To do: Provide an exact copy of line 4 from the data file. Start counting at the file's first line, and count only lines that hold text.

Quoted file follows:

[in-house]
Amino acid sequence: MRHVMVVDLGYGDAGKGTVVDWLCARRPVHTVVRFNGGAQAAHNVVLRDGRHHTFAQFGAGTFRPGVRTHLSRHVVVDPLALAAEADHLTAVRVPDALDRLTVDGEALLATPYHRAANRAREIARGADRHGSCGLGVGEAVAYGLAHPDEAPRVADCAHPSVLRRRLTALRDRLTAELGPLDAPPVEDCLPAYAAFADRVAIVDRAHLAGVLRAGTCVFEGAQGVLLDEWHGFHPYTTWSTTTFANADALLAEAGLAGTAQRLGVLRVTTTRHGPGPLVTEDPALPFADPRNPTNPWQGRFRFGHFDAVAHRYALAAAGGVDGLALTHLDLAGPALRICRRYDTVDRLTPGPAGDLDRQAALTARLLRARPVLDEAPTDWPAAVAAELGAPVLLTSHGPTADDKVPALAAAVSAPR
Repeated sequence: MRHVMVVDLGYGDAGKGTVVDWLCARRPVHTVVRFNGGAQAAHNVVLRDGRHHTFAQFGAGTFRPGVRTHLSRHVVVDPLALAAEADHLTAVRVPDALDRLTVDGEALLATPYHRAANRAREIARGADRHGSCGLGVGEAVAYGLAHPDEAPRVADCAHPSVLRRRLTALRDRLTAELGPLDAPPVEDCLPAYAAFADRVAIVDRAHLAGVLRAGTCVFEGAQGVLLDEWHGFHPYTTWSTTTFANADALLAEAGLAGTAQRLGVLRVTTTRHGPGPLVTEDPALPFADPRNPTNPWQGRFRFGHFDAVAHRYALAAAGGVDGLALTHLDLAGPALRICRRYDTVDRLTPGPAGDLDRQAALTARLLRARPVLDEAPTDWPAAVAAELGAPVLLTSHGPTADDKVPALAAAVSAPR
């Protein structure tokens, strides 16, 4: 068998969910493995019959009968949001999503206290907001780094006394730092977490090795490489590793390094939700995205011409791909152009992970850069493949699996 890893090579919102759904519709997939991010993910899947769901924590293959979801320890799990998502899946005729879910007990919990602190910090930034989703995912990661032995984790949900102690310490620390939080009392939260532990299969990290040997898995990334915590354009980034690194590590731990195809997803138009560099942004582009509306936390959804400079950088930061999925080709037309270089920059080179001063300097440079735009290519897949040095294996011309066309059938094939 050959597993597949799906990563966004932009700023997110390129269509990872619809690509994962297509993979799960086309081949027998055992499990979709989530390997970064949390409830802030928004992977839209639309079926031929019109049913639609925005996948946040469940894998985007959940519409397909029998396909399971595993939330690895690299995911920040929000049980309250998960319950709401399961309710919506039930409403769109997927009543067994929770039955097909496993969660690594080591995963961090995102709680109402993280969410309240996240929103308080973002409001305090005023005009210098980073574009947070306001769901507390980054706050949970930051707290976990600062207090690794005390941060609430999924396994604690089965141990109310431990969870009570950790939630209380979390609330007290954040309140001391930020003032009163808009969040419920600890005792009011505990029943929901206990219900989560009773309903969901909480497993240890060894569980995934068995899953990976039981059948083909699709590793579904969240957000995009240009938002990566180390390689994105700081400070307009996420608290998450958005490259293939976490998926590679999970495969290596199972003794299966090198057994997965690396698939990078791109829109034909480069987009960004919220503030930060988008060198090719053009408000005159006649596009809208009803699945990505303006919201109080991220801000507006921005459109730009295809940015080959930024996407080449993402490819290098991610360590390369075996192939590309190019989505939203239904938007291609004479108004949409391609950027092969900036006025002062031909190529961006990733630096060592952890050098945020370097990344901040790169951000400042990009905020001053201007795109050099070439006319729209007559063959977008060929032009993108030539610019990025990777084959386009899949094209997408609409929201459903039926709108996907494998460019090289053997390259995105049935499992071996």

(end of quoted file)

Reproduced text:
């Protein structure tokens, strides 16, 4: 068998969910493995019959009968949001999503206290907001780094006394730092977490090795490489590793390094939700995205011409791909152009992970850069493949699996 890893090579919102759904519709997939991010993910899947769901924590293959979801320890799990998502899946005729879910007990919990602190910090930034989703995912990661032995984790949900102690310490620390939080009392939260532990299969990290040997898995990334915590354009980034690194590590731990195809997803138009560099942004582009509306936390959804400079950088930061999925080709037309270089920059080179001063300097440079735009290519897949040095294996011309066309059938094939 050959597993597949799906990563966004932009700023997110390129269509990872619809690509994962297509993979799960086309081949027998055992499990979709989530390997970064949390409830802030928004992977839209639309079926031929019109049913639609925005996948946040469940894998985007959940519409397909029998396909399971595993939330690895690299995911920040929000049980309250998960319950709401399961309710919506039930409403769109997927009543067994929770039955097909496993969660690594080591995963961090995102709680109402993280969410309240996240929103308080973002409001305090005023005009210098980073574009947070306001769901507390980054706050949970930051707290976990600062207090690794005390941060609430999924396994604690089965141990109310431990969870009570950790939630209380979390609330007290954040309140001391930020003032009163808009969040419920600890005792009011505990029943929901206990219900989560009773309903969901909480497993240890060894569980995934068995899953990976039981059948083909699709590793579904969240957000995009240009938002990566180390390689994105700081400070307009996420608290998450958005490259293939976490998926590679999970495969290596199972003794299966090198057994997965690396698939990078791109829109034909480069987009960004919220503030930060988008060198090719053009408000005159006649596009809208009803699945990505303006919201109080991220801000507006921005459109730009295809940015080959930024996407080449993402490819290098991610360590390369075996192939590309190019989505939203239904938007291609004479108004949409391609950027092969900036006025002062031909190529961006990733630096060592952890050098945020370097990344901040790169951000400042990009905020001053201007795109050099070439006319729209007559063959977008060929032009993108030539610019990025990777084959386009899949094209997408609409929201459903039926709108996907494998460019090289053997390259995105049935499992071996």